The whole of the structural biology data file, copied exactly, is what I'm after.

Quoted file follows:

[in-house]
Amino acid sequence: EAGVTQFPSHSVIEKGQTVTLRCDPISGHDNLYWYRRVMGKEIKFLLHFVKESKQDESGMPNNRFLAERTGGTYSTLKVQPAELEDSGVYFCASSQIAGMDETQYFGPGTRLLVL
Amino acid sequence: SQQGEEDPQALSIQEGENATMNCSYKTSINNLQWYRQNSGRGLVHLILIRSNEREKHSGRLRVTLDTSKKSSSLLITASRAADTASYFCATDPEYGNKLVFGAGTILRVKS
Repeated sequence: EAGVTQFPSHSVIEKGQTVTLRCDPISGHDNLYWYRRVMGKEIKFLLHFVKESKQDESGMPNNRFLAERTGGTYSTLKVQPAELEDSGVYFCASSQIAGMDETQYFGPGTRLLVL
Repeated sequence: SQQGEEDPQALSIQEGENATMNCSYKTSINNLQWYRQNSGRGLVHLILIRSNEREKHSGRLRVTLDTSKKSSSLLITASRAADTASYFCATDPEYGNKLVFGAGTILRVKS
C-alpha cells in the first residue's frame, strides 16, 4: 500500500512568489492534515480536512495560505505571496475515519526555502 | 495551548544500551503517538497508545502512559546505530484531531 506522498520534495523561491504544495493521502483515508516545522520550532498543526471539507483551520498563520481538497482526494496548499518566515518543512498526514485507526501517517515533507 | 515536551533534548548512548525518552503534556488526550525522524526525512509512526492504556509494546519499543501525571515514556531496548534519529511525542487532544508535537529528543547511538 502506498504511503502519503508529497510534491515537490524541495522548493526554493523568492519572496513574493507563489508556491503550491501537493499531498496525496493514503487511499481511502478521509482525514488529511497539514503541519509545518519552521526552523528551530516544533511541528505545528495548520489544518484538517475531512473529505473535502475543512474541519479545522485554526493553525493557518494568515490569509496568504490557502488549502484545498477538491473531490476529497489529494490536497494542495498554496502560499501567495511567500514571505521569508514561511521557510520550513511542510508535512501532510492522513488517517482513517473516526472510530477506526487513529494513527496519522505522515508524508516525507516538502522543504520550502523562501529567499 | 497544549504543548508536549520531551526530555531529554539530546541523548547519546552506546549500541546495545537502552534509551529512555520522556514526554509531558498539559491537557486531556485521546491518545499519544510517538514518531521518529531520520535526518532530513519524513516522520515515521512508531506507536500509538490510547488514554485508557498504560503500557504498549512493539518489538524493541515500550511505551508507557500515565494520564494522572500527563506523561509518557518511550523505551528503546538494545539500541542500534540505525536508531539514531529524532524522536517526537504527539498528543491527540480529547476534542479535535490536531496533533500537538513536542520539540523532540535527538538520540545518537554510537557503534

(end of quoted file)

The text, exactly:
[in-house]
Amino acid sequence: EAGVTQFPSHSVIEKGQTVTLRCDPISGHDNLYWYRRVMGKEIKFLLHFVKESKQDESGMPNNRFLAERTGGTYSTLKVQPAELEDSGVYFCASSQIAGMDETQYFGPGTRLLVL
Amino acid sequence: SQQGEEDPQALSIQEGENATMNCSYKTSINNLQWYRQNSGRGLVHLILIRSNEREKHSGRLRVTLDTSKKSSSLLITASRAADTASYFCATDPEYGNKLVFGAGTILRVKS
Repeated sequence: EAGVTQFPSHSVIEKGQTVTLRCDPISGHDNLYWYRRVMGKEIKFLLHFVKESKQDESGMPNNRFLAERTGGTYSTLKVQPAELEDSGVYFCASSQIAGMDETQYFGPGTRLLVL
Repeated sequence: SQQGEEDPQALSIQEGENATMNCSYKTSINNLQWYRQNSGRGLVHLILIRSNEREKHSGRLRVTLDTSKKSSSLLITASRAADTASYFCATDPEYGNKLVFGAGTILRVKS
C-alpha cells in the first residue's frame, strides 16, 4: 500500500512568489492534515480536512495560505505571496475515519526555502 | 495551548544500551503517538497508545502512559546505530484531531 506522498520534495523561491504544495493521502483515508516545522520550532498543526471539507483551520498563520481538497482526494496548499518566515518543512498526514485507526501517517515533507 | 515536551533534548548512548525518552503534556488526550525522524526525512509512526492504556509494546519499543501525571515514556531496548534519529511525542487532544508535537529528543547511538 502506498504511503502519503508529497510534491515537490524541495522548493526554493523568492519572496513574493507563489508556491503550491501537493499531498496525496493514503487511499481511502478521509482525514488529511497539514503541519509545518519552521526552523528551530516544533511541528505545528495548520489544518484538517475531512473529505473535502475543512474541519479545522485554526493553525493557518494568515490569509496568504490557502488549502484545498477538491473531490476529497489529494490536497494542495498554496502560499501567495511567500514571505521569508514561511521557510520550513511542510508535512501532510492522513488517517482513517473516526472510530477506526487513529494513527496519522505522515508524508516525507516538502522543504520550502523562501529567499 | 497544549504543548508536549520531551526530555531529554539530546541523548547519546552506546549500541546495545537502552534509551529512555520522556514526554509531558498539559491537557486531556485521546491518545499519544510517538514518531521518529531520520535526518532530513519524513516522520515515521512508531506507536500509538490510547488514554485508557498504560503500557504498549512493539518489538524493541515500550511505551508507557500515565494520564494522572500527563506523561509518557518511550523505551528503546538494545539500541542500534540505525536508531539514531529524532524522536517526537504527539498528543491527540480529547476534542479535535490536531496533533500537538513536542520539540523532540535527538538520540545518537554510537557503534